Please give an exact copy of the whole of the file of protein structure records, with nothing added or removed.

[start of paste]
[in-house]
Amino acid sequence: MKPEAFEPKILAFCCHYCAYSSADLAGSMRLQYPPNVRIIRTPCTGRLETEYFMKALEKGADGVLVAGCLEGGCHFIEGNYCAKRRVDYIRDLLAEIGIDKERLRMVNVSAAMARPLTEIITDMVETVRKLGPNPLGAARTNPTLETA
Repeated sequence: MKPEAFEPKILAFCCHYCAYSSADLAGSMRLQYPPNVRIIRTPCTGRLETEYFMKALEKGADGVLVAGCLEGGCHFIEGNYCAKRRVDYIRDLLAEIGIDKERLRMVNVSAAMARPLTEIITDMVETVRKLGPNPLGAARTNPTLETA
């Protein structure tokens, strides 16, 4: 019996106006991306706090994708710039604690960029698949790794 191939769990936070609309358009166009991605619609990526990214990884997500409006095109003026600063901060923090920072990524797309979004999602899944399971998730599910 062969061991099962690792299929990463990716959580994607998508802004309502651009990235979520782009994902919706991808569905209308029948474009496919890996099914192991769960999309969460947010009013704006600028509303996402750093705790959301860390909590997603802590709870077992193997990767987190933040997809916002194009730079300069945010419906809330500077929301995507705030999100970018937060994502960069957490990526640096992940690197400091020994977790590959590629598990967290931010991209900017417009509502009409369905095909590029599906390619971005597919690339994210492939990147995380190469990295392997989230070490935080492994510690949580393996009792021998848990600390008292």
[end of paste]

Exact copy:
[in-house]
Amino acid sequence: MKPEAFEPKILAFCCHYCAYSSADLAGSMRLQYPPNVRIIRTPCTGRLETEYFMKALEKGADGVLVAGCLEGGCHFIEGNYCAKRRVDYIRDLLAEIGIDKERLRMVNVSAAMARPLTEIITDMVETVRKLGPNPLGAARTNPTLETA
Repeated sequence: MKPEAFEPKILAFCCHYCAYSSADLAGSMRLQYPPNVRIIRTPCTGRLETEYFMKALEKGADGVLVAGCLEGGCHFIEGNYCAKRRVDYIRDLLAEIGIDKERLRMVNVSAAMARPLTEIITDMVETVRKLGPNPLGAARTNPTLETA
């Protein structure tokens, strides 16, 4: 019996106006991306706090994708710039604690960029698949790794 191939769990936070609309358009166009991605619609990526990214990884997500409006095109003026600063901060923090920072990524797309979004999602899944399971998730599910 062969061991099962690792299929990463990716959580994607998508802004309502651009990235979520782009994902919706991808569905209308029948474009496919890996099914192991769960999309969460947010009013704006600028509303996402750093705790959301860390909590997603802590709870077992193997990767987190933040997809916002194009730079300069945010419906809330500077929301995507705030999100970018937060994502960069957490990526640096992940690197400091020994977790590959590629598990967290931010991209900017417009509502009409369905095909590029599906390619971005597919690339994210492939990147995380190469990295392997989230070490935080492994510690949580393996009792021998848990600390008292």